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  9. How often should you wash an infants hair?

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  10. I am in search for a conditioner and shampoo that is great and add moisture. My daughter will be ten months this week, I believe maybe she’s not getting enough water. Her hair sucks up moisture, so I love to use the water, and Shea mixture! Works great, and helps promote growth! That tough hard spot in the back is not our friend so we treat it nice anyway lol. It’s getting along with us now. I now use burts bees

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    • I like Shea Moisture baby/kids products. You can get it at target and Walgreens for sure.

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  11. I am a mother of 5 month old twins (girl/boy). They both suffered from cradle cap and baby acne. Our pediatrician wrote a prescription for Fluocinolone Acetonide 0.01% Topical Oil. Its consistentcy is a little thicker than baby oil. It was gently massaged on their scalps and gently washed out with baby shampoo. It was also applied to their acne twice a day. Their acne and cradle cap began to disappear within a few days. I continued this process for the 2 weeks as prescribed.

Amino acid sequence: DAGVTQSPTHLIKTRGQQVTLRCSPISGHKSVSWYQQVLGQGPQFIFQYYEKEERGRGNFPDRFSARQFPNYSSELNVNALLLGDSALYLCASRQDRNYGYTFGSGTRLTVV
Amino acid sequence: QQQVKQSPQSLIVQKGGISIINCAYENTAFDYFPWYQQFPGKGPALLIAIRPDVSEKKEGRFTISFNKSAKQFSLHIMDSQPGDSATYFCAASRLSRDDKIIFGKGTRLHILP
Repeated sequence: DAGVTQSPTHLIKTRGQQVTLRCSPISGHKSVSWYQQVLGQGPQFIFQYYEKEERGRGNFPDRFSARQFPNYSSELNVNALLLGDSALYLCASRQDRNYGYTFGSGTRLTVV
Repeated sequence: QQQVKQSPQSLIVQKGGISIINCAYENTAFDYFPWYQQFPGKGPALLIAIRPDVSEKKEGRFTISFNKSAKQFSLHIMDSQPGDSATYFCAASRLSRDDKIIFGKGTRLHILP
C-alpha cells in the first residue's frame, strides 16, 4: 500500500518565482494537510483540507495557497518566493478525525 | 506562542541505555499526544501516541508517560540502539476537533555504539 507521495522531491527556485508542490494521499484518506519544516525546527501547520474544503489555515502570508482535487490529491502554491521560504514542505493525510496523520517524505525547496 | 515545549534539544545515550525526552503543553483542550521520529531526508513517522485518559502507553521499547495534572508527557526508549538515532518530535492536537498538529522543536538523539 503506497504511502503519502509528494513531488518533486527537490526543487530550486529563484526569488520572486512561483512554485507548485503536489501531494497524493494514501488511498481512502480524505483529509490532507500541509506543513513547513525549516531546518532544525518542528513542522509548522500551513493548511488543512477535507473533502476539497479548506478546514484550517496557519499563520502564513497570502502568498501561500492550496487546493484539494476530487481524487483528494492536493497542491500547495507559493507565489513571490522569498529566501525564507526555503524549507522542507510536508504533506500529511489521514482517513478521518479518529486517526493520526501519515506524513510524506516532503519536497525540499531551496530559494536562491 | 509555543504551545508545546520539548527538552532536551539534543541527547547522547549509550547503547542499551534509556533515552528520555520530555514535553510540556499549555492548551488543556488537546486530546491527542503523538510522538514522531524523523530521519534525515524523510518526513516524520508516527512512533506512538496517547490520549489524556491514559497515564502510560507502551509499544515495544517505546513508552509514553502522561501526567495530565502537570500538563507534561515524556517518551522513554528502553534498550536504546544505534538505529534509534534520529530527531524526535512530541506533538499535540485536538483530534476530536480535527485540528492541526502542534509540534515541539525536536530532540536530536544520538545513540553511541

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  12. My 6 month old has extremely dry fair and horrible cradle cap!! She also has eczema very bad. Her hair around her temples is gone from where the cradle cap was causing her hair to come out and in the back she has huge bald spot from where she rubs her head on objects in an attempt to scratch it. We really went to the Dr. to get something to help with the itching, but in afraid she’s going to continue losing her hair. Its very fragile and fine in the front, but dry and almost matted looking in the back above the bald spot. Any suggestions on how I can save what hair she has left??? Thanks

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  13. I have a 4 month old son dealing with serious cradle cap I tried everything the more I do the less